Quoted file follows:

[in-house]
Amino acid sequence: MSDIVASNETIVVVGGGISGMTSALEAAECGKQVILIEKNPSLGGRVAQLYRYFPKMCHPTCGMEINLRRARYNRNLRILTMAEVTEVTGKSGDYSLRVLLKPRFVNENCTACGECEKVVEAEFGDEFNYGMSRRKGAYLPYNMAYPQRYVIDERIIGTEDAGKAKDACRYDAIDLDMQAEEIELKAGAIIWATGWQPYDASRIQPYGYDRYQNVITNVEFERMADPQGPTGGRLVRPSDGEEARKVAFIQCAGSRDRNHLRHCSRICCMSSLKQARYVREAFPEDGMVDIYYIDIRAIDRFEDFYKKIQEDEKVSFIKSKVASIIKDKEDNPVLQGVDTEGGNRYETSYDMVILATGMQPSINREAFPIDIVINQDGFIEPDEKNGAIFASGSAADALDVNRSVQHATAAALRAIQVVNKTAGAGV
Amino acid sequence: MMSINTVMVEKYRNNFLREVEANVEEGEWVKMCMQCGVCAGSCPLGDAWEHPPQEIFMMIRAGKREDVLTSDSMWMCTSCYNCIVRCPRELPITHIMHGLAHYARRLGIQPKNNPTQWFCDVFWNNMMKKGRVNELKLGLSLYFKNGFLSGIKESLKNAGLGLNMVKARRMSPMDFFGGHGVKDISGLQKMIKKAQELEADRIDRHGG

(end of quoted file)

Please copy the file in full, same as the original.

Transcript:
[in-house]
Amino acid sequence: MSDIVASNETIVVVGGGISGMTSALEAAECGKQVILIEKNPSLGGRVAQLYRYFPKMCHPTCGMEINLRRARYNRNLRILTMAEVTEVTGKSGDYSLRVLLKPRFVNENCTACGECEKVVEAEFGDEFNYGMSRRKGAYLPYNMAYPQRYVIDERIIGTEDAGKAKDACRYDAIDLDMQAEEIELKAGAIIWATGWQPYDASRIQPYGYDRYQNVITNVEFERMADPQGPTGGRLVRPSDGEEARKVAFIQCAGSRDRNHLRHCSRICCMSSLKQARYVREAFPEDGMVDIYYIDIRAIDRFEDFYKKIQEDEKVSFIKSKVASIIKDKEDNPVLQGVDTEGGNRYETSYDMVILATGMQPSINREAFPIDIVINQDGFIEPDEKNGAIFASGSAADALDVNRSVQHATAAALRAIQVVNKTAGAGV
Amino acid sequence: MMSINTVMVEKYRNNFLREVEANVEEGEWVKMCMQCGVCAGSCPLGDAWEHPPQEIFMMIRAGKREDVLTSDSMWMCTSCYNCIVRCPRELPITHIMHGLAHYARRLGIQPKNNPTQWFCDVFWNNMMKKGRVNELKLGLSLYFKNGFLSGIKESLKNAGLGLNMVKARRMSPMDFFGGHGVKDISGLQKMIKKAQELEADRIDRHGG